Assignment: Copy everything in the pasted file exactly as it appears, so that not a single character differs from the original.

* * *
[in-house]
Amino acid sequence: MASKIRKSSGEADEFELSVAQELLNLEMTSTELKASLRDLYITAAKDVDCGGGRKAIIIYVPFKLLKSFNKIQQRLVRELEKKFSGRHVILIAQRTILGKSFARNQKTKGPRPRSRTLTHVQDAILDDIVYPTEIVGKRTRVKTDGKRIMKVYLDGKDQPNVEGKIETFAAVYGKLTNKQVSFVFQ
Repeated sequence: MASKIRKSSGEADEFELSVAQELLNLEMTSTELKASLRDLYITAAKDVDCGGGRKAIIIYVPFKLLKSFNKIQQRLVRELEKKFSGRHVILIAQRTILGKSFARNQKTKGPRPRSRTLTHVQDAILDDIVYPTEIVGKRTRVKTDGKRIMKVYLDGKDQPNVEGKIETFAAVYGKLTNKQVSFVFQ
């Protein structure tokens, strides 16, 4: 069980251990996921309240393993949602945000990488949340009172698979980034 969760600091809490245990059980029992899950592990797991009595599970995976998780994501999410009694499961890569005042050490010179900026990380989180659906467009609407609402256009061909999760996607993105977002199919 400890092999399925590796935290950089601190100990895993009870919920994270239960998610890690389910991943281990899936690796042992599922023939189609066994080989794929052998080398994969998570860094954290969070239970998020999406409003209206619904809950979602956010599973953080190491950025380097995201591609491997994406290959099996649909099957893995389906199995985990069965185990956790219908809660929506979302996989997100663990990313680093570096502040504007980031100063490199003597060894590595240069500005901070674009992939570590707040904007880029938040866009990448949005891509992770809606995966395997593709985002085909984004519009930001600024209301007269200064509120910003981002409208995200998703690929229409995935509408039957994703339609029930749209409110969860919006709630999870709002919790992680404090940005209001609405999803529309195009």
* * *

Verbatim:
[in-house]
Amino acid sequence: MASKIRKSSGEADEFELSVAQELLNLEMTSTELKASLRDLYITAAKDVDCGGGRKAIIIYVPFKLLKSFNKIQQRLVRELEKKFSGRHVILIAQRTILGKSFARNQKTKGPRPRSRTLTHVQDAILDDIVYPTEIVGKRTRVKTDGKRIMKVYLDGKDQPNVEGKIETFAAVYGKLTNKQVSFVFQ
Repeated sequence: MASKIRKSSGEADEFELSVAQELLNLEMTSTELKASLRDLYITAAKDVDCGGGRKAIIIYVPFKLLKSFNKIQQRLVRELEKKFSGRHVILIAQRTILGKSFARNQKTKGPRPRSRTLTHVQDAILDDIVYPTEIVGKRTRVKTDGKRIMKVYLDGKDQPNVEGKIETFAAVYGKLTNKQVSFVFQ
């Protein structure tokens, strides 16, 4: 069980251990996921309240393993949602945000990488949340009172698979980034 969760600091809490245990059980029992899950592990797991009595599970995976998780994501999410009694499961890569005042050490010179900026990380989180659906467009609407609402256009061909999760996607993105977002199919 400890092999399925590796935290950089601190100990895993009870919920994270239960998610890690389910991943281990899936690796042992599922023939189609066994080989794929052998080398994969998570860094954290969070239970998020999406409003209206619904809950979602956010599973953080190491950025380097995201591609491997994406290959099996649909099957893995389906199995985990069965185990956790219908809660929506979302996989997100663990990313680093570096502040504007980031100063490199003597060894590595240069500005901070674009992939570590707040904007880029938040866009990448949005891509992770809606995966395997593709985002085909984004519009930001600024209301007269200064509120910003981002409208995200998703690929229409995935509408039957994703339609029930749209409110969860919006709630999870709002919790992680404090940005209001609405999803529309195009």